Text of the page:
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Grameen Bank: The Birth of Microlending

What is Microlending?

Microlending or microcredit refers to the small loans issued by individuals. Usually the recipients of these loans are small businesses in the developing world. These businesses can’t get access to credit using traditional means, whether that’s through banks or credit unions.

Interest rates for such loans are usually above market average. People that borrow the money do not possess high credit scores or enough collateral to ensure the repayment of the loan. The risk for the lender is higher but so is the reward due to the high interest rates.

Microlending is just one of the many advancements of the peer-to-peer economy boom. It traces its roots back in Bangladesh in 1976.

How Did it All Start?

Before unearthing the revolutionary effects of microlending on small business economics, let’s look at what existed before its arrival.

The basic idea of lending someone money is predicated on them actually needing the money.  The execution of such loan though has never been quite as simple. Traditional lending methods in the form of banks or credit unions were not as inclusive as one would think. They included strict terms and conditions making it hard for people to even be considered for a loan.

In a nutshell, poor people had a hard time getting a loan. Why? Because they could not provide reassurances of repaying the loan to the lender.

This is where Grameen Bank came in.

The bank’s inception was a result of battling these holes in the market. Its aim was to create access to credit for small businesses.

The Bank was founded by Bangladeshi economic professor Mohammed Yunus in 1983 but the story goes way back. Yunus studied in Chittagong University and earned a Ph.D. from Vanderbilt University. His career trajectory clearly showed he was influenced by his time in the United States.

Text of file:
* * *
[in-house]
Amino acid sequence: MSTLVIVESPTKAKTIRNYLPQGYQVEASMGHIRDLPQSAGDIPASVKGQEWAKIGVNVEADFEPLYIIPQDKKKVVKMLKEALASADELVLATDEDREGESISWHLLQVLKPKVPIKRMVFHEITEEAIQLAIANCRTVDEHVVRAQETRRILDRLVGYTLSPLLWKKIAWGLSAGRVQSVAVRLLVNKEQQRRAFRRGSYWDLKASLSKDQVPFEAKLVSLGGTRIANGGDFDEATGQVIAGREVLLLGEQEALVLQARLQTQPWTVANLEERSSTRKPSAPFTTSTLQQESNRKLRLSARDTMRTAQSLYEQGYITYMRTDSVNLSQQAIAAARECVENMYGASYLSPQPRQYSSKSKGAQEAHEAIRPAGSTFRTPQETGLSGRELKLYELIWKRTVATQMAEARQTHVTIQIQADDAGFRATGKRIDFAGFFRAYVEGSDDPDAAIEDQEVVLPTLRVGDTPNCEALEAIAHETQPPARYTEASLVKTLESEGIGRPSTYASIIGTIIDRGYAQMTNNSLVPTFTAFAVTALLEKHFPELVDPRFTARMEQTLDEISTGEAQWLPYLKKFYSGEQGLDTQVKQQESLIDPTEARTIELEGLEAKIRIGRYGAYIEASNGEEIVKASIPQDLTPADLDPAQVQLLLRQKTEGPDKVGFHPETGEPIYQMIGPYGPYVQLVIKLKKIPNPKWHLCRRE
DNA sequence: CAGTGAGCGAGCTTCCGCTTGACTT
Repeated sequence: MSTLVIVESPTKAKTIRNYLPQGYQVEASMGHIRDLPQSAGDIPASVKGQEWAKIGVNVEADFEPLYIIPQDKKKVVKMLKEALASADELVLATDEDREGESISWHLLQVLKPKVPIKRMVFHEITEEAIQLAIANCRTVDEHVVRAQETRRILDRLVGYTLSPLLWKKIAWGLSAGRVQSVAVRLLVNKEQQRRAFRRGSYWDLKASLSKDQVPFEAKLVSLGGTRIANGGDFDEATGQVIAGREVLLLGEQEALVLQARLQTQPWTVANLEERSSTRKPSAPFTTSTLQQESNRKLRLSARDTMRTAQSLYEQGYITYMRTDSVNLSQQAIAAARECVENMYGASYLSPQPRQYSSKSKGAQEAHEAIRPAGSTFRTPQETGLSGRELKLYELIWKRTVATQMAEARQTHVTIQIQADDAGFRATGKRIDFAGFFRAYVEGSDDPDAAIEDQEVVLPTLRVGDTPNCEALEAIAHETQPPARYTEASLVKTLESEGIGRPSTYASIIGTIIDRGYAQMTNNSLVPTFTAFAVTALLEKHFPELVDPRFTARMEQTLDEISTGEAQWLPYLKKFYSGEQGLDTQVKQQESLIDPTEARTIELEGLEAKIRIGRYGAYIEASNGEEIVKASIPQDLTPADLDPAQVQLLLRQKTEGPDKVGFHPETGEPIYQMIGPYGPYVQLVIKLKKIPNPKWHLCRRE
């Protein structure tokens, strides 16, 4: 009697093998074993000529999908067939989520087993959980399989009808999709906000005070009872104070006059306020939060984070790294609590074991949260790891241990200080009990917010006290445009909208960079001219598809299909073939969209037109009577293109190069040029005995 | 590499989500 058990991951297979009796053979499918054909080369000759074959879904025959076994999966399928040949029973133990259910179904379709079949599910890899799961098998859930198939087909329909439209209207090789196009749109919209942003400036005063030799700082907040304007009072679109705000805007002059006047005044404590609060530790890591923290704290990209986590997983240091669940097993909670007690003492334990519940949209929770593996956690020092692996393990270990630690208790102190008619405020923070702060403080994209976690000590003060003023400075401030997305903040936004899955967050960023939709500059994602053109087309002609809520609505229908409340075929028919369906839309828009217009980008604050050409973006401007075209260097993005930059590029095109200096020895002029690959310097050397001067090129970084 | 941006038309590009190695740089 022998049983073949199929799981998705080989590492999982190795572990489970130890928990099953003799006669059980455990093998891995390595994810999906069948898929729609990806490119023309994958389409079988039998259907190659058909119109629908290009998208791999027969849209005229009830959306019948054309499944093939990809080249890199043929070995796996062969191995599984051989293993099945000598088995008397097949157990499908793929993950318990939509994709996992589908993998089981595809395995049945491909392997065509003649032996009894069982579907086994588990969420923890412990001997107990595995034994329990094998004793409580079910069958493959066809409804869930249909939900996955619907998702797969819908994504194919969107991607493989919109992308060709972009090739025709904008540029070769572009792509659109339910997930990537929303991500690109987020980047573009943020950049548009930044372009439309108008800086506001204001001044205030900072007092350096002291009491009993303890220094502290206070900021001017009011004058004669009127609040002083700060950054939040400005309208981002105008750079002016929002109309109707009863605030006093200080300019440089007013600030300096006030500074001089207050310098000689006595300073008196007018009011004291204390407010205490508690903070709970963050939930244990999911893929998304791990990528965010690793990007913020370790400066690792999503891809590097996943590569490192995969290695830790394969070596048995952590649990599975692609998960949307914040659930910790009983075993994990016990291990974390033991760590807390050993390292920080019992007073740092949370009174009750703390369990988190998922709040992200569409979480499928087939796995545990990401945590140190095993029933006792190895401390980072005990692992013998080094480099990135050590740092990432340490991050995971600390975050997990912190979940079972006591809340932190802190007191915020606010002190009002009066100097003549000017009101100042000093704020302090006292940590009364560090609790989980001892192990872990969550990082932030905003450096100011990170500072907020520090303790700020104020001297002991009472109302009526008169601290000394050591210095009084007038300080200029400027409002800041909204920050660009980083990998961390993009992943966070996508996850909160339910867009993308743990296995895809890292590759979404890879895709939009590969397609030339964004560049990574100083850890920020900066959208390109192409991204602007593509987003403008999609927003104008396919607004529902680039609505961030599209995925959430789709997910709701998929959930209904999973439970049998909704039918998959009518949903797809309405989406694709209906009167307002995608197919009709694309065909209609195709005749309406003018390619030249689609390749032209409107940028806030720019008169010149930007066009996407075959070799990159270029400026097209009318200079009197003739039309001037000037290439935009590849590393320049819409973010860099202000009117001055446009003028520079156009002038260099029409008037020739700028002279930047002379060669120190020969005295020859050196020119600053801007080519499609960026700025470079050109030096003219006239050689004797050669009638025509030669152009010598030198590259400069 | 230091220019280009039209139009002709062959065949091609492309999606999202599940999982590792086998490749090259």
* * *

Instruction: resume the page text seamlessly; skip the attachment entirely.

He embraced the ideas of economic freedom, civil rights and an open, inclusive economy. His life trajectory and education, clearly played a vital role in the formation of the Grameen Bank ideology.

Allegedly, Yunus had his “eureka” moment during an afternoon in 1976. Taking a long walk through a village very close to Chittagong University, he ran into an old woman selling bamboo stools. The woman admitted of making a measly two cents a day from her business, causing Yunus to question the entire situation. The woman told Yunus about her inability to secure a small loan to buy materials and expand her business.

Firstly, she had to sell products at a ridiculously low price. Not only that, but sell it to the person that was lending her money in the first place. What that meant was that she was trapped in a vicious circle of debt, with no real prospect to be profitable. Yunus gave the woman a small loan of $27, which he eventually got back.

What is microlending and where did it originate? Read more about the birthplace of small business financing.

That was the birth of microlending.

A few years later, the Grameen Bank became the epitome, the definition of the microlending idea. The peer to peer to model allowed small businesses in developing countries to secure the small amounts of money they needed to kick-start their business.

What made Yunus’s model so special was that it accounted for the financial health of the people. The Bank was not simply lending money, to make money. Its ideology is encapsulated in this proverb: “If you give a man a fish you feed him for a day. If you teach him to fish, you feed him for a lifetime.”

The Bank’s Legacy

One could say that the 2006 Nobel Peace Prize awarded to Mohammed Yunus tells you everything you need to know about the Bank’s legacy. The award though, is nothing more than a symbol, a milestone.

The real value of the Bank lays in its cultural impact and overall change it brought in the finance world. What the Bank achieved to do was open the door to a new level of financial services. The microfinance world is relatively new if you compare it to the entire lifetime of the lending concept.

The introduction of the Internet and rapid growth of technology has taken the world of microfinance to the next level. Now, you have plenty of options to choose from. You can apply for a small loan from your phone and have the money in your account within days.

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